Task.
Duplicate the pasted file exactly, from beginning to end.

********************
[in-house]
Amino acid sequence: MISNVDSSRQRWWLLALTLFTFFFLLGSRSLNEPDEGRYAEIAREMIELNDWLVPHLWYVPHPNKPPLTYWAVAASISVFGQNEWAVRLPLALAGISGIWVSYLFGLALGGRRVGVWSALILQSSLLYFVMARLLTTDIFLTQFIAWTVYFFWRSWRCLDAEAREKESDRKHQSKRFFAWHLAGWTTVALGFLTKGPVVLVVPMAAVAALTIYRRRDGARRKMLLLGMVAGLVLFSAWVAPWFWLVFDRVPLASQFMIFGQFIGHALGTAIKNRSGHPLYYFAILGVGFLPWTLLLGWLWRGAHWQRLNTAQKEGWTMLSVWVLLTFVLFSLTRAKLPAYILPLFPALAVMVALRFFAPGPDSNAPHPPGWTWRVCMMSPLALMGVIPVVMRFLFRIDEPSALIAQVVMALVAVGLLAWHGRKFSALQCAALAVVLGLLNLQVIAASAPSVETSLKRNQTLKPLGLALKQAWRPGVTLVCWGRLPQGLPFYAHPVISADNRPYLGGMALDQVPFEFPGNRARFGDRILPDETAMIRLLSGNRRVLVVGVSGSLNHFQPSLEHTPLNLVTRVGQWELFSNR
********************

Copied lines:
[in-house]
Amino acid sequence: MISNVDSSRQRWWLLALTLFTFFFLLGSRSLNEPDEGRYAEIAREMIELNDWLVPHLWYVPHPNKPPLTYWAVAASISVFGQNEWAVRLPLALAGISGIWVSYLFGLALGGRRVGVWSALILQSSLLYFVMARLLTTDIFLTQFIAWTVYFFWRSWRCLDAEAREKESDRKHQSKRFFAWHLAGWTTVALGFLTKGPVVLVVPMAAVAALTIYRRRDGARRKMLLLGMVAGLVLFSAWVAPWFWLVFDRVPLASQFMIFGQFIGHALGTAIKNRSGHPLYYFAILGVGFLPWTLLLGWLWRGAHWQRLNTAQKEGWTMLSVWVLLTFVLFSLTRAKLPAYILPLFPALAVMVALRFFAPGPDSNAPHPPGWTWRVCMMSPLALMGVIPVVMRFLFRIDEPSALIAQVVMALVAVGLLAWHGRKFSALQCAALAVVLGLLNLQVIAASAPSVETSLKRNQTLKPLGLALKQAWRPGVTLVCWGRLPQGLPFYAHPVISADNRPYLGGMALDQVPFEFPGNRARFGDRILPDETAMIRLLSGNRRVLVVGVSGSLNHFQPSLEHTPLNLVTRVGQWELFSNR